Some workers were paid too much. Others were paid too little. Health coverage was cancelled by mistake. Retirement contributions that should have been made were not made.
A test of a new payroll system on 1,300 California state employees didn't go very well. SAP Public Services, a well-known and respectd enterprise software company, was the vendor and they were fired by the state controller's office. About $50 million had gone to SAP so far. Stories like this for government agency systems are more common than you would think. A great deal of development implementation dollars were spent before the pilot test began. So it's not a huge surprise that the project lost money. That it lost so much is shocking and yet familiar. In reviewing this story, it should be noted that the author is writing using an insider's view having worked for California state agencies in the past.
Here are the details. The LA Times reported the new payroll system was supposed to work for about 294,000 state employees. The Sacramento Bee, using a searchable list of state employees and their salaries says the number of state employees is over 300,000. The Bee source says some of these employees are UC sports coaches that make over $1,000,000 per year and a number of professors with salaries that are also very high.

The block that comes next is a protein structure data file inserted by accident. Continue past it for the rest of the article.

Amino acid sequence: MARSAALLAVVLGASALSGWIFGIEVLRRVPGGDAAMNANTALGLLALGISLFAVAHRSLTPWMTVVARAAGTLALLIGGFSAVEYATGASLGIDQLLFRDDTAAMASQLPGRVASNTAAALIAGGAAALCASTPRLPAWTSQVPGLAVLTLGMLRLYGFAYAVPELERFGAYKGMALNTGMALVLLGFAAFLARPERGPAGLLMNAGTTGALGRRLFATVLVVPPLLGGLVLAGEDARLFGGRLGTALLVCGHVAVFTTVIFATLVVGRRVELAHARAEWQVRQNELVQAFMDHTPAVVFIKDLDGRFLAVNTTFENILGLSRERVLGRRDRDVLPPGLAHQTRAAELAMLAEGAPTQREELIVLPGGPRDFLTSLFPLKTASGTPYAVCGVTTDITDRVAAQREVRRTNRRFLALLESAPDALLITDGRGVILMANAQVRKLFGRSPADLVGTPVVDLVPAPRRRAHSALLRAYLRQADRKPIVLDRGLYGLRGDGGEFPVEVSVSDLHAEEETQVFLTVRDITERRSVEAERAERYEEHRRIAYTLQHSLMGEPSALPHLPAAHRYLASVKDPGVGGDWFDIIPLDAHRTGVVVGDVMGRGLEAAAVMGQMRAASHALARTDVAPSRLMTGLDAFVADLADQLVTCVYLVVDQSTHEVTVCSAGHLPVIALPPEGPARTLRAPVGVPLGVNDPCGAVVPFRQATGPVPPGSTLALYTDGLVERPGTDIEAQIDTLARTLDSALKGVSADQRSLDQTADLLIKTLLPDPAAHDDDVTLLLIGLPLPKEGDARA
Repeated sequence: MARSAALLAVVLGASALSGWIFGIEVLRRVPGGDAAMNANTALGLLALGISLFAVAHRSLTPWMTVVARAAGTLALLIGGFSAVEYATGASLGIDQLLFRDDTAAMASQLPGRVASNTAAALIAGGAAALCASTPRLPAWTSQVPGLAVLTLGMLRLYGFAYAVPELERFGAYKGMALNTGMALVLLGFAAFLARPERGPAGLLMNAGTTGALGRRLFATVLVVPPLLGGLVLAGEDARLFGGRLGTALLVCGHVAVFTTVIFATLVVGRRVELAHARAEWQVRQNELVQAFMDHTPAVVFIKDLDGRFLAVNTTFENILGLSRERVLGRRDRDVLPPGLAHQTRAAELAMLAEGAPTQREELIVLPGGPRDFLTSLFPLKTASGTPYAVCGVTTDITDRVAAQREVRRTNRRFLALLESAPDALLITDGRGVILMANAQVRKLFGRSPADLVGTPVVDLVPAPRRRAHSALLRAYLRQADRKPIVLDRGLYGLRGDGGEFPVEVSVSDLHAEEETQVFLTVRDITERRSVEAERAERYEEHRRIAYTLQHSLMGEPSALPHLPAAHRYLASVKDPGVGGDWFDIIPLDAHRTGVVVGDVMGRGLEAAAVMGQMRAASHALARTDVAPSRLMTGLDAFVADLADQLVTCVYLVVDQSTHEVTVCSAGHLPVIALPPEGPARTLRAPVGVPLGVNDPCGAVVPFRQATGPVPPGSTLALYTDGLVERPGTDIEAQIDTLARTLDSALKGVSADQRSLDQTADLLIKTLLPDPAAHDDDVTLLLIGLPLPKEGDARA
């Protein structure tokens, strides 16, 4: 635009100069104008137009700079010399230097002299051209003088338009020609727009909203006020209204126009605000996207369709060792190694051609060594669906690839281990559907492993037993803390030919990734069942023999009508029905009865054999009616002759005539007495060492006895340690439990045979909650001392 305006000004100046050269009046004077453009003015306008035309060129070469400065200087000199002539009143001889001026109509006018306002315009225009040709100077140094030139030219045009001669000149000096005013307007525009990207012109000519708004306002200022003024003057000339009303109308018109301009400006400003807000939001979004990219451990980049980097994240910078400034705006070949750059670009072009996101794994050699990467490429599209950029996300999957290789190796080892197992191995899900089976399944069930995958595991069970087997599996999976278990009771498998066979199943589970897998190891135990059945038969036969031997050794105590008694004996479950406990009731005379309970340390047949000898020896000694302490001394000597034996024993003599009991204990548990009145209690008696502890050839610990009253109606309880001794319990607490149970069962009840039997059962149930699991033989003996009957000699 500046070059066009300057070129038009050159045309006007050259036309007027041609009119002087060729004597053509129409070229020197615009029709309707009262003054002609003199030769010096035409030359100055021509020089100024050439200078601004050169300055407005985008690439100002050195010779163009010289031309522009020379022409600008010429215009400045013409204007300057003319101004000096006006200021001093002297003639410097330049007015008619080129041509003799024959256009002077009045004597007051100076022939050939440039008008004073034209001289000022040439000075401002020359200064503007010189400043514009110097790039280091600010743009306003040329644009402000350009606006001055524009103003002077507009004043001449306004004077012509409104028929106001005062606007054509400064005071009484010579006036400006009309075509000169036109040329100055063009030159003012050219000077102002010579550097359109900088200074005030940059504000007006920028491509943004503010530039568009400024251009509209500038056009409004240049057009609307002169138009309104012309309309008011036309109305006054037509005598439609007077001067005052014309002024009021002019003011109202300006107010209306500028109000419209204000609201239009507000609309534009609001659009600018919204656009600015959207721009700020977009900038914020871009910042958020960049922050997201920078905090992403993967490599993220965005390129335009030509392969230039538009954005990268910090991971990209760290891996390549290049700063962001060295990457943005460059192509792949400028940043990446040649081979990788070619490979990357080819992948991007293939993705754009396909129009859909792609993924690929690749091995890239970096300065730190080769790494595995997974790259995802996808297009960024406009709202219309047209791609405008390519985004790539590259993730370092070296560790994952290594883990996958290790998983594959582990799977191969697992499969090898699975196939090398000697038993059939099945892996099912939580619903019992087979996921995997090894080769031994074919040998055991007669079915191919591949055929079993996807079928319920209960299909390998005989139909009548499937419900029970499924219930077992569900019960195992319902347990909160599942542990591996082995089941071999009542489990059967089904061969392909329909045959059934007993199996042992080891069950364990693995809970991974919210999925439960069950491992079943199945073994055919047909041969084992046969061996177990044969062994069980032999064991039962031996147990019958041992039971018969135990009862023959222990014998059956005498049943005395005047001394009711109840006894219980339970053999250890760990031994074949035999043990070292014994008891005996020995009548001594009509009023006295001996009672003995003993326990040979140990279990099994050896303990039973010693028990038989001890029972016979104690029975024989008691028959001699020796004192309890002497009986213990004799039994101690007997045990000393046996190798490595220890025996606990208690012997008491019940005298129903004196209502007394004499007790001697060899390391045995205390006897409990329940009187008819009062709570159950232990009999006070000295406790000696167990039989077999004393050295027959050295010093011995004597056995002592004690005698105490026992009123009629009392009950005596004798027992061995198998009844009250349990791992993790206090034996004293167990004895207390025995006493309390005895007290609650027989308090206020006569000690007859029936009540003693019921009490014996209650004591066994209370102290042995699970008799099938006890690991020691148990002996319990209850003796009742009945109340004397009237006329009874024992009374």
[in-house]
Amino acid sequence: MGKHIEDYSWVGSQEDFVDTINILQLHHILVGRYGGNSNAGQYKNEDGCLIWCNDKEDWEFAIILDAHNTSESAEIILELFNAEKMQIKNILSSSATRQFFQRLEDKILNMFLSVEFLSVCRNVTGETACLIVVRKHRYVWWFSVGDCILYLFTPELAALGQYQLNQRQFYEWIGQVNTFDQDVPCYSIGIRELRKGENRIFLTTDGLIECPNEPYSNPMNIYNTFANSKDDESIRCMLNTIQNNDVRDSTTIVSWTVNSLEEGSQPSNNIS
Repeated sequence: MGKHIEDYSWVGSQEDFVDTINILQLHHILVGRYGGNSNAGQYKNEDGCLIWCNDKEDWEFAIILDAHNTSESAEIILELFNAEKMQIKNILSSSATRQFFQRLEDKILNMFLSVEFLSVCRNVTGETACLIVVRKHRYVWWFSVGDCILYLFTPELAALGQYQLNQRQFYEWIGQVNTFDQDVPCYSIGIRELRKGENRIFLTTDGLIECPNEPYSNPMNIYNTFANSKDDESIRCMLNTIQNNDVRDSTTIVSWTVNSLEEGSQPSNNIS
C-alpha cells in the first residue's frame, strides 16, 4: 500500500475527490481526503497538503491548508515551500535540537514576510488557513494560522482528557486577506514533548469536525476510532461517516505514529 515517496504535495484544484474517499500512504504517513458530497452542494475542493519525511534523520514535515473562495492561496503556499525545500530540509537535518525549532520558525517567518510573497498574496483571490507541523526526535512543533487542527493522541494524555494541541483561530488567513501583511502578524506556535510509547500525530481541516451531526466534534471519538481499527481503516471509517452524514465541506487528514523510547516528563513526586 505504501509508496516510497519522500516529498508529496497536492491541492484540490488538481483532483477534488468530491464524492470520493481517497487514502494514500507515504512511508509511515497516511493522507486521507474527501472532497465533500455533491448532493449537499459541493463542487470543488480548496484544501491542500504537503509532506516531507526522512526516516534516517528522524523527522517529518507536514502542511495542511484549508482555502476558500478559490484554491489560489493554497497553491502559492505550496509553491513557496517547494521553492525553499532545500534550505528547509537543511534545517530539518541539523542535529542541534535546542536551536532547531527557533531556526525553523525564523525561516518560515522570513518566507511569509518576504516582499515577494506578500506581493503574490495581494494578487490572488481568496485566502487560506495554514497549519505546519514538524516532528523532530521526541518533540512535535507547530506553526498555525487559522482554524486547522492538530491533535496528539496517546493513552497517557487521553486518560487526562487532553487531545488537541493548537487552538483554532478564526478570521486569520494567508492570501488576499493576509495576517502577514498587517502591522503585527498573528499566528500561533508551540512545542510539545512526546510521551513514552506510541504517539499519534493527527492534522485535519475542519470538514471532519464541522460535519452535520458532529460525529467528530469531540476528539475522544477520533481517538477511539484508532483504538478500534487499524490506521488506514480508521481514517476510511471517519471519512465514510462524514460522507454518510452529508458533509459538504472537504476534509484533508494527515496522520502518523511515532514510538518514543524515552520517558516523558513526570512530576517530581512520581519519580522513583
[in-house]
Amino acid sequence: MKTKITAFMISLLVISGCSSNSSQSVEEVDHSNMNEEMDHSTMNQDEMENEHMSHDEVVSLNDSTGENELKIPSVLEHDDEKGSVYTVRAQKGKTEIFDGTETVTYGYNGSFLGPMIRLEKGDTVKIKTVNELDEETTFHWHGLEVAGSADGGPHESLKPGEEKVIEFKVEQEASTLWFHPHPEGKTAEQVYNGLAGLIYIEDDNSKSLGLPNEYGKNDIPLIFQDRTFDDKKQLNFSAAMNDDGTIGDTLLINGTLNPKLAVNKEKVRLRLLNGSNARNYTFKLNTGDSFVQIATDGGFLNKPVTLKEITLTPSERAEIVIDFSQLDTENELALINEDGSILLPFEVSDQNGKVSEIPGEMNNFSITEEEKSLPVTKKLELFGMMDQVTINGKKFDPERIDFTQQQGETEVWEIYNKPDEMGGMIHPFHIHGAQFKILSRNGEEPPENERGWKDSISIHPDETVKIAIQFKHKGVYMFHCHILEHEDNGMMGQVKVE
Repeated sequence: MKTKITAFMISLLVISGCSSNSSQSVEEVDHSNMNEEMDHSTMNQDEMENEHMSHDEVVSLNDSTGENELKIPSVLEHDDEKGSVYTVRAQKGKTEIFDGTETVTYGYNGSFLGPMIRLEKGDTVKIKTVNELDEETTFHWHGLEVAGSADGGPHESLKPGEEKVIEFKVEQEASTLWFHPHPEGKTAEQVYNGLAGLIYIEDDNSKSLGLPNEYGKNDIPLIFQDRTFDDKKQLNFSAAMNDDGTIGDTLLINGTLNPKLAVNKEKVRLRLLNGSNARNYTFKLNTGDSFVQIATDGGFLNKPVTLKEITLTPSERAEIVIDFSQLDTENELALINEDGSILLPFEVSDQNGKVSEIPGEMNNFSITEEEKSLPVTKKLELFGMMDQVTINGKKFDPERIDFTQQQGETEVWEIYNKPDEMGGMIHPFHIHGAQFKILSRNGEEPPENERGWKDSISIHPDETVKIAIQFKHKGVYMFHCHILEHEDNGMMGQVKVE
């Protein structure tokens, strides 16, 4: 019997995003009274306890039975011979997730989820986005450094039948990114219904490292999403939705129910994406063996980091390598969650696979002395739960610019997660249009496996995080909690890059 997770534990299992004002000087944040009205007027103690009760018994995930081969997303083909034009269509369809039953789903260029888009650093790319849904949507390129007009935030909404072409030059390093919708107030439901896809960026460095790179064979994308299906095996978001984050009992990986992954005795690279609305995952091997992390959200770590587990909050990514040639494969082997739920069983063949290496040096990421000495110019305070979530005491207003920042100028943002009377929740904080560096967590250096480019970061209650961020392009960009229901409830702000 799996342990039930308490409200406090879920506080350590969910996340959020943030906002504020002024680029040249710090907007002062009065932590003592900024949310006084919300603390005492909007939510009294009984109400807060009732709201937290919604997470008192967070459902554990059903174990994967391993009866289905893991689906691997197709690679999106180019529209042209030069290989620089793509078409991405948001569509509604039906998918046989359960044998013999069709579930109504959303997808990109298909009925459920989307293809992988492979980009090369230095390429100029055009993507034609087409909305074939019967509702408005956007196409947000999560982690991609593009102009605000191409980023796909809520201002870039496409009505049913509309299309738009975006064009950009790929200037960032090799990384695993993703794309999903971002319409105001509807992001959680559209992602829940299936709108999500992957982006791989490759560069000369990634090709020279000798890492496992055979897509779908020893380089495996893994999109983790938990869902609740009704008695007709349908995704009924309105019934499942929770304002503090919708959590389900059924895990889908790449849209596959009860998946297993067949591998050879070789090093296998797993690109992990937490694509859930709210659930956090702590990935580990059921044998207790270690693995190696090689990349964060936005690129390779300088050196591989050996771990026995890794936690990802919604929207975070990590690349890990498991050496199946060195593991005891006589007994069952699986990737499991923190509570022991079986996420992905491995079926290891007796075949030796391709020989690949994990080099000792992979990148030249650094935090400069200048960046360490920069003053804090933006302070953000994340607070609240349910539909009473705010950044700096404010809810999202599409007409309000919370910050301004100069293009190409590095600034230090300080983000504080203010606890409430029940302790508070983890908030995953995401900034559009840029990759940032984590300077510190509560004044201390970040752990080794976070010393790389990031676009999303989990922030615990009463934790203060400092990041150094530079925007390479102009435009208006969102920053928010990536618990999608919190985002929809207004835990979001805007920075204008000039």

But there's even more complexity to understand. There may be close to 375 state agencies in California, many with different payroll systems. Making matters more challenging, state employees within different divisions, but working in the same departments, sometimes were using different timesheet systems, even though they may have office cubes one hundred feet apart. Worse yet, funding for various employees can come from different sources, such as a university, a non-profit like the American Lung Association or a large employee vendor. So state employees are paid by sources other than the State, but they do work for the State as a public service.
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Topics: payroll, timesheet, technical problems, SAP, california